Relative Contributions of Red Cell Catabolism and Dietary Absorption to Fetal Iron Accretion During Pregnancy

The safety and scientific validity of this study is the responsibility of the study sponsor and investigators. Listing a study does not mean it has been evaluated by the U.S. Federal Government. Read our disclaimer for details. Identifier: NCT01588665
Recruitment Status : Active, not recruiting
First Posted : May 1, 2012
Last Update Posted : February 1, 2018
University of Rochester
Information provided by (Responsible Party):
Cornell University

Brief Summary:
The two specific aims of this study are 1) to assess the relative contributions of two major maternal iron sources (i.e. dietary iron intake and red cell catabolism) at supplying iron to the fetus, and 2) to determine the impact of maternal and fetal iron status on placental transfer of these two iron sources in pregnant women and adolescents during the last trimester of pregnancy.

Condition or disease
Iron Deficiency

Detailed Description:
Pregnant women and adolescents (n=24) will be recruited when entering prenatal care. They will be invited to participate in a longitudinal study comparing the relative contribution of the two major maternal iron sources, i.e. maternal dietary iron intake and maternal red blood cell iron recycling, to fetal iron accretion during pregnancy. At about 15 weeks of gestation, participants will consume an oral dose of a stable iron isotope (57Fe as ferrous sulfate) to enrich their red blood cells (RBCs) with 57Fe. Maternal blood samples will be collected at 4 times during pregnancy to monitor changes in blood 57Fe concentrations. In the third trimester of pregnancy, women will consume a dose of a different iron isotope (58Fe as ferrous sulfate) as dietary nonheme iron. Cord blood samples and placental tissue will be obtained at delivery to determine how much of the dietary iron (58Fe) and RBC iron (57Fe) was transferred to the fetus and how much of each isotope was retained in the placenta. Placenta tissue samples will also be used to assess placental expression of iron transporters in relation to the amount of each iron isotopes transferred to the fetus. Circulating iron status indicators and regulators will be measured in all maternal and cord blood samples to examine the effect of iron status on placental transfer of iron derived from the diet vs. RBC during pregnancy.

Study Type : Observational
Actual Enrollment : 23 participants
Observational Model: Case-Only
Time Perspective: Prospective
Official Title: Relative Contributions of Red Cell Catabolism and Dietary Absorption to Fetal Iron Accretion During Pregnancy
Study Start Date : April 2012
Actual Primary Completion Date : June 2015
Estimated Study Completion Date : December 2018

Resource links provided by the National Library of Medicine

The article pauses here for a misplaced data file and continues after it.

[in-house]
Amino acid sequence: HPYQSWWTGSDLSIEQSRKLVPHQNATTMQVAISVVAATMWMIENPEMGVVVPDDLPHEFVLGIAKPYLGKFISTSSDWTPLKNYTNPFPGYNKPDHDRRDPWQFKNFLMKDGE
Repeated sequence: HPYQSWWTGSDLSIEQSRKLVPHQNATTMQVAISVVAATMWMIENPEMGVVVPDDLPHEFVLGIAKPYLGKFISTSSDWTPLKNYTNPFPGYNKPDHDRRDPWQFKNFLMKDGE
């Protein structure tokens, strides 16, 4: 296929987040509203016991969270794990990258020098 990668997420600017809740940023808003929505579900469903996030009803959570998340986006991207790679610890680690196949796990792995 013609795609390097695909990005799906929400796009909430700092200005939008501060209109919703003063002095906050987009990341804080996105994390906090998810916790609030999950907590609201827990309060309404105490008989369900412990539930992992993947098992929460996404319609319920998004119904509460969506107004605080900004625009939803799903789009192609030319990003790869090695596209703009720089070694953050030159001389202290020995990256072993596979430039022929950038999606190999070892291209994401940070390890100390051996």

MedlinePlus related topics: Iron
U.S. FDA Resources

Pregnant women and pregnant adolescents

Primary Outcome Measures :
  1. Transfer of iron to the fetus [ Time Frame: The delivery study will be undertaken over a 24 h period ]

Secondary Outcome Measures :
  1. Maternal and neonatal micronutrient status [ Time Frame: Participants will be followed over the course of the pregnancy for an average of 28 weeks. The delivery study will be undertaken over a 24 h period. ]

Biospecimen Retention:   Samples With DNA
  • A total of 45 mL maternal blood sample is collected at five study visits during pregnancy
  • At delivery, an additional 10 mL maternal blood sample, a 30 mL cord blood, and the placenta are collected

Information from the National Library of Medicine

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Ages Eligible for Study:   15 Years to 35 Years   (Child, Adult)
Sexes Eligible for Study:   Female
Accepts Healthy Volunteers:   Yes
Sampling Method:   Non-Probability Sample
Study Population
Pregnant women and pregnant adolescents from Rochester, NY (n=24)

Inclusion Criteria:

  • Singleton pregnancy
  • Non-smoker
  • No pre-existing medical complications (such as HIV-infection, eating disorders, hemoglobinopathies, malabsorption diseases, steroid use, substance abuse history, or taking medications known to influence iron homeostasis)

Exclusion Criteria:

  • Complicated pregnancy (including gestational diabetes, pregnancy-induced hypertension, or preeclampsia)
  • Individuals been previously treated for lead exposure, or those that have been identified as having elevated blood lead concentrations during childhood, will be excluded from the study

Information from the National Library of Medicine

To learn more about this study, you or your doctor may contact the study research staff using the contact information provided by the sponsor.

Please refer to this study by its identifier (NCT number): NCT01588665

United States, New York
Highland Hospital
Rochester, New York, United States, 14642
Sponsors and Collaborators
Cornell University
University of Rochester
Principal Investigator: Kimberly O'Brien, PhD Cornell University

Responsible Party: Cornell University Identifier: NCT01588665     History of Changes
Other Study ID Numbers: IRB 1203002861
First Posted: May 1, 2012    Key Record Dates
Last Update Posted: February 1, 2018
Last Verified: January 2018
Individual Participant Data (IPD) Sharing Statement:
Plan to Share IPD: No

Keywords provided by Cornell University:
stable isotopes
red blood cell catabolism

Additional relevant MeSH terms:
Anemia, Iron-Deficiency
Anemia, Hypochromic
Hematologic Diseases
Iron Metabolism Disorders
Metabolic Diseases